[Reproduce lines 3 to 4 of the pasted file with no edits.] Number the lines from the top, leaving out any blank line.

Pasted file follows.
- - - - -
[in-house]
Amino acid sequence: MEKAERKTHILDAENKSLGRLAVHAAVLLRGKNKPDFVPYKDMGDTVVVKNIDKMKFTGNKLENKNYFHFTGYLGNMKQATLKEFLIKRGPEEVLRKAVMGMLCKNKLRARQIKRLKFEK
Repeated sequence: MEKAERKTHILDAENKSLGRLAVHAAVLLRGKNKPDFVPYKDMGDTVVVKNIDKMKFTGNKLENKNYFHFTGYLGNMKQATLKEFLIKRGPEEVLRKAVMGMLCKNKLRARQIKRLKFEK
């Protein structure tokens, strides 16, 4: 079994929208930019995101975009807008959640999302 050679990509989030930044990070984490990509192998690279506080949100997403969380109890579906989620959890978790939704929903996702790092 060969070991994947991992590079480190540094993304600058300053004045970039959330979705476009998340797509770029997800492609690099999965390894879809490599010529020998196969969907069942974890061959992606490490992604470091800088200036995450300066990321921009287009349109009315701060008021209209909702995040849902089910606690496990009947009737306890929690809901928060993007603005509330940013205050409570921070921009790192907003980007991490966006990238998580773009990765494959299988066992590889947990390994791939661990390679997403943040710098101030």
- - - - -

Repeated sequence: MEKAERKTHILDAENKSLGRLAVHAAVLLRGKNKPDFVPYKDMGDTVVVKNIDKMKFTGNKLENKNYFHFTGYLGNMKQATLKEFLIKRGPEEVLRKAVMGMLCKNKLRARQIKRLKFEK
């Protein structure tokens, strides 16, 4: 079994929208930019995101975009807008959640999302 050679990509989030930044990070984490990509192998690279506080949100997403969380109890579906989620959890978790939704929903996702790092 060969070991994947991992590079480190540094993304600058300053004045970039959330979705476009998340797509770029997800492609690099999965390894879809490599010529020998196969969907069942974890061959992606490490992604470091800088200036995450300066990321921009287009349109009315701060008021209209909702995040849902089910606690496990009947009737306890929690809901928060993007603005509330940013205050409570921070921009790192907003980007991490966006990238998580773009990765494959299988066992590889947990390994791939661990390679997403943040710098101030």